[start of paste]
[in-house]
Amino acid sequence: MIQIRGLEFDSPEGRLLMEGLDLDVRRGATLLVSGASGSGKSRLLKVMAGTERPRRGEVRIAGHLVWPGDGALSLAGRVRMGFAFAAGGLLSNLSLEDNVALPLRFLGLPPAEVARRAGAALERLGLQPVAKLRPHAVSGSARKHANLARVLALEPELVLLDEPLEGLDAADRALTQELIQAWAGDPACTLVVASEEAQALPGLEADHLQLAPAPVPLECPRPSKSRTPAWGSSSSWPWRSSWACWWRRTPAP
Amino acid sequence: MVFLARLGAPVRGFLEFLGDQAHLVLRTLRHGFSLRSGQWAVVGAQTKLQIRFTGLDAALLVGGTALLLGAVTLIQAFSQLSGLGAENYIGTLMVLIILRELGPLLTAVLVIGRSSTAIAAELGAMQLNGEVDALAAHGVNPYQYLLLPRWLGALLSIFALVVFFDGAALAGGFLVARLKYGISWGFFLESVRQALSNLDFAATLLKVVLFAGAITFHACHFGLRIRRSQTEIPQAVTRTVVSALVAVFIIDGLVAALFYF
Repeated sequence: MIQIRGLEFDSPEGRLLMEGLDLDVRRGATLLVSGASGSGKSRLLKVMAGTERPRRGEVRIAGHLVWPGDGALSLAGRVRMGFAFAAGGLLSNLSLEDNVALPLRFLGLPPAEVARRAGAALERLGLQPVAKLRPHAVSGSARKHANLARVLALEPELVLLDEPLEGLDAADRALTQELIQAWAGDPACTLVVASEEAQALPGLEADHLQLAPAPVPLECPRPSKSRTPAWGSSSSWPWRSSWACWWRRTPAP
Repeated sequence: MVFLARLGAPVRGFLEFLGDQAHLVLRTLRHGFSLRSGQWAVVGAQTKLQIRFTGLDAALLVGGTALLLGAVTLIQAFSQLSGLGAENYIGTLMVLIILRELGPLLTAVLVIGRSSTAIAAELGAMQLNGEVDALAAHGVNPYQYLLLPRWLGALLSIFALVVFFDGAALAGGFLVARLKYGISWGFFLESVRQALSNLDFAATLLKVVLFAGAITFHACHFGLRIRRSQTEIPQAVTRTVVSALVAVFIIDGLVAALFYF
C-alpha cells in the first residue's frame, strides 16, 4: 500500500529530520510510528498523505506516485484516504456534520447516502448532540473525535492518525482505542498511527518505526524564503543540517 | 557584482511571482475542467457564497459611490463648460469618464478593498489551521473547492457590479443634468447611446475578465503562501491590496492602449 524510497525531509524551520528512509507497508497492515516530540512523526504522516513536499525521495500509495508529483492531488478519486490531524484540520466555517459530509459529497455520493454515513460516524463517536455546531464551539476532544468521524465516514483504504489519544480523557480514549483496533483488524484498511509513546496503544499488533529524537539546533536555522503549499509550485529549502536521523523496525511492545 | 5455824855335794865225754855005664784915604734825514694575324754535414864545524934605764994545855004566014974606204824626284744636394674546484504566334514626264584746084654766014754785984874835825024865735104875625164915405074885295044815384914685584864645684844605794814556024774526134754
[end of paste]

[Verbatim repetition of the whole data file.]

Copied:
[in-house]
Amino acid sequence: MIQIRGLEFDSPEGRLLMEGLDLDVRRGATLLVSGASGSGKSRLLKVMAGTERPRRGEVRIAGHLVWPGDGALSLAGRVRMGFAFAAGGLLSNLSLEDNVALPLRFLGLPPAEVARRAGAALERLGLQPVAKLRPHAVSGSARKHANLARVLALEPELVLLDEPLEGLDAADRALTQELIQAWAGDPACTLVVASEEAQALPGLEADHLQLAPAPVPLECPRPSKSRTPAWGSSSSWPWRSSWACWWRRTPAP
Amino acid sequence: MVFLARLGAPVRGFLEFLGDQAHLVLRTLRHGFSLRSGQWAVVGAQTKLQIRFTGLDAALLVGGTALLLGAVTLIQAFSQLSGLGAENYIGTLMVLIILRELGPLLTAVLVIGRSSTAIAAELGAMQLNGEVDALAAHGVNPYQYLLLPRWLGALLSIFALVVFFDGAALAGGFLVARLKYGISWGFFLESVRQALSNLDFAATLLKVVLFAGAITFHACHFGLRIRRSQTEIPQAVTRTVVSALVAVFIIDGLVAALFYF
Repeated sequence: MIQIRGLEFDSPEGRLLMEGLDLDVRRGATLLVSGASGSGKSRLLKVMAGTERPRRGEVRIAGHLVWPGDGALSLAGRVRMGFAFAAGGLLSNLSLEDNVALPLRFLGLPPAEVARRAGAALERLGLQPVAKLRPHAVSGSARKHANLARVLALEPELVLLDEPLEGLDAADRALTQELIQAWAGDPACTLVVASEEAQALPGLEADHLQLAPAPVPLECPRPSKSRTPAWGSSSSWPWRSSWACWWRRTPAP
Repeated sequence: MVFLARLGAPVRGFLEFLGDQAHLVLRTLRHGFSLRSGQWAVVGAQTKLQIRFTGLDAALLVGGTALLLGAVTLIQAFSQLSGLGAENYIGTLMVLIILRELGPLLTAVLVIGRSSTAIAAELGAMQLNGEVDALAAHGVNPYQYLLLPRWLGALLSIFALVVFFDGAALAGGFLVARLKYGISWGFFLESVRQALSNLDFAATLLKVVLFAGAITFHACHFGLRIRRSQTEIPQAVTRTVVSALVAVFIIDGLVAALFYF
C-alpha cells in the first residue's frame, strides 16, 4: 500500500529530520510510528498523505506516485484516504456534520447516502448532540473525535492518525482505542498511527518505526524564503543540517 | 557584482511571482475542467457564497459611490463648460469618464478593498489551521473547492457590479443634468447611446475578465503562501491590496492602449 524510497525531509524551520528512509507497508497492515516530540512523526504522516513536499525521495500509495508529483492531488478519486490531524484540520466555517459530509459529497455520493454515513460516524463517536455546531464551539476532544468521524465516514483504504489519544480523557480514549483496533483488524484498511509513546496503544499488533529524537539546533536555522503549499509550485529549502536521523523496525511492545 | 5455824855335794865225754855005664784915604734825514694575324754535414864545524934605764994545855004566014974606204824626284744636394674546484504566334514626264584746084654766014754785984874835825024865735104875625164915405074885295044815384914685584864645684844605794814556024774526134754